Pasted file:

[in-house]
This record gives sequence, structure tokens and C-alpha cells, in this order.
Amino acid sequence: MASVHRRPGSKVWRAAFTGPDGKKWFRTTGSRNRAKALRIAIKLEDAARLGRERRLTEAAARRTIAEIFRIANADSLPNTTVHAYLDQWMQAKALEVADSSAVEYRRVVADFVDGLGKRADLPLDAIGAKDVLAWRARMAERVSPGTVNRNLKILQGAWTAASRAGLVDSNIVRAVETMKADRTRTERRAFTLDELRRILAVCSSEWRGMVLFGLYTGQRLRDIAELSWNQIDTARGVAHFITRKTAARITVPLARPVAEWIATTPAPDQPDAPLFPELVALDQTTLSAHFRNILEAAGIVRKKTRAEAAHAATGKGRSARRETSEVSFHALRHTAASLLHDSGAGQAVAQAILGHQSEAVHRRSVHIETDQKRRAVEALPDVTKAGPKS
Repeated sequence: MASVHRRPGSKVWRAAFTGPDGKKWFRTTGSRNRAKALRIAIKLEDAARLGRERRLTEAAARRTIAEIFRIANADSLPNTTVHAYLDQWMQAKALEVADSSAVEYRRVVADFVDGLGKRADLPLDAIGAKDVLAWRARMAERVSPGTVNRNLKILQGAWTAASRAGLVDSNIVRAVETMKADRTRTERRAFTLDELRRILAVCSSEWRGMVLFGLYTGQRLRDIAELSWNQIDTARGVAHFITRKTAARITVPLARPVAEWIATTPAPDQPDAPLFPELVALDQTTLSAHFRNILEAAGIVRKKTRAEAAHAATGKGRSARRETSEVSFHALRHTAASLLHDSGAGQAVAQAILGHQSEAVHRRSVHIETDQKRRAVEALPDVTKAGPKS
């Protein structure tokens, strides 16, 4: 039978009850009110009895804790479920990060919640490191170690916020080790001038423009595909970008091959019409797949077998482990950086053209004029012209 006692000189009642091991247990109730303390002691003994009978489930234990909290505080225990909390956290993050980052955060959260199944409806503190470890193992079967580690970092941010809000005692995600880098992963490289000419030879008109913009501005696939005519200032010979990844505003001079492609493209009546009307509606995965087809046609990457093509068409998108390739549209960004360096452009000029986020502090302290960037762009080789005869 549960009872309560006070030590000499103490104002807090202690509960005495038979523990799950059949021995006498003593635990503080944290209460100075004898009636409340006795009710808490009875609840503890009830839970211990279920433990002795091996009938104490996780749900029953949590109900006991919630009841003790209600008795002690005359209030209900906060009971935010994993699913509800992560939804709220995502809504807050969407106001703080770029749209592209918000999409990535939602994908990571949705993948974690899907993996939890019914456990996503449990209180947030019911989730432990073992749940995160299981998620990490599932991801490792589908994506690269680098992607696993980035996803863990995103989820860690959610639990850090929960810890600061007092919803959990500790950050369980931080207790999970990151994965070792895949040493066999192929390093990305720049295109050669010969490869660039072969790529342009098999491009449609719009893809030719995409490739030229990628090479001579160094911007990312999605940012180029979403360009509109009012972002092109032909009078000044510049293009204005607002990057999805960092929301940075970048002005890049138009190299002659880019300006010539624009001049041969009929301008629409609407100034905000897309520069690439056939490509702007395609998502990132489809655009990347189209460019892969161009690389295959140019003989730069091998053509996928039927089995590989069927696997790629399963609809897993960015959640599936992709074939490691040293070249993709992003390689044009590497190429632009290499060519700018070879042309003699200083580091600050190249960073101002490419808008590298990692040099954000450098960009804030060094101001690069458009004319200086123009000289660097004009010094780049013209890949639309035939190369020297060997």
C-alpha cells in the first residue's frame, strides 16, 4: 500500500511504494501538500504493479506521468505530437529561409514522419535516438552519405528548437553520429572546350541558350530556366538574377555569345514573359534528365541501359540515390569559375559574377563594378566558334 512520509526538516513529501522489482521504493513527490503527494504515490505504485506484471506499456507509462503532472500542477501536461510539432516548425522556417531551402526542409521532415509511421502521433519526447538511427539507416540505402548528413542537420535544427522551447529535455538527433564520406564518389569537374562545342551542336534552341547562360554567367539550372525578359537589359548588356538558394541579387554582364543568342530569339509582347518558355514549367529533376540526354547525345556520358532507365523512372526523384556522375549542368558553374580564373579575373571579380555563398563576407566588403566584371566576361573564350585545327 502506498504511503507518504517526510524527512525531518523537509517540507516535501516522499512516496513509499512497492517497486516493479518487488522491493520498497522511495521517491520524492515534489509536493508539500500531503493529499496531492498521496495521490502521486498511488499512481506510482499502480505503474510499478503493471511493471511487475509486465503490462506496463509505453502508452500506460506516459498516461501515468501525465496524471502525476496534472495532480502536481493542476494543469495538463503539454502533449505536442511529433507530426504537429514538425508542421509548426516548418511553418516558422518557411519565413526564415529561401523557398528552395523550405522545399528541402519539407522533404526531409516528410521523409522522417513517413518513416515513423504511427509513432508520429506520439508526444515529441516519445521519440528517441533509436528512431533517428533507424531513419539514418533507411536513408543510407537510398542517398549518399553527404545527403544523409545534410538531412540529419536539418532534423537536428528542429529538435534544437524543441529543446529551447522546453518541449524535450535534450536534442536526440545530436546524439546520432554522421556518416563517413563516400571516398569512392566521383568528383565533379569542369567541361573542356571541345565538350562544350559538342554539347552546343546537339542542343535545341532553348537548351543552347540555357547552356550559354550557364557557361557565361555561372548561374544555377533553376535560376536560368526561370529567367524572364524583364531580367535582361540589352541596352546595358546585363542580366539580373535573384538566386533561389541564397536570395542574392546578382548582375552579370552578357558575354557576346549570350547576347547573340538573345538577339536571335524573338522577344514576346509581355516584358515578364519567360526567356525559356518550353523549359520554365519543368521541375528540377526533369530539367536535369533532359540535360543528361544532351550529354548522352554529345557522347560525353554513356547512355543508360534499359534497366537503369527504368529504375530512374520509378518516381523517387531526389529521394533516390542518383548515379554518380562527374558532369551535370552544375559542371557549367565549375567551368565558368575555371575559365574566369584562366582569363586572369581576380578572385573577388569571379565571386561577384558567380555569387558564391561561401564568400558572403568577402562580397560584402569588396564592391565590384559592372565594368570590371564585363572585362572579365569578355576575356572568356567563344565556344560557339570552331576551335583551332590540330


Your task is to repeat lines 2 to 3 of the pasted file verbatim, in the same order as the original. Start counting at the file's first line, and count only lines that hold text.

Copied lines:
This record gives sequence, structure tokens and C-alpha cells, in this order.
Amino acid sequence: MASVHRRPGSKVWRAAFTGPDGKKWFRTTGSRNRAKALRIAIKLEDAARLGRERRLTEAAARRTIAEIFRIANADSLPNTTVHAYLDQWMQAKALEVADSSAVEYRRVVADFVDGLGKRADLPLDAIGAKDVLAWRARMAERVSPGTVNRNLKILQGAWTAASRAGLVDSNIVRAVETMKADRTRTERRAFTLDELRRILAVCSSEWRGMVLFGLYTGQRLRDIAELSWNQIDTARGVAHFITRKTAARITVPLARPVAEWIATTPAPDQPDAPLFPELVALDQTTLSAHFRNILEAAGIVRKKTRAEAAHAATGKGRSARRETSEVSFHALRHTAASLLHDSGAGQAVAQAILGHQSEAVHRRSVHIETDQKRRAVEALPDVTKAGPKS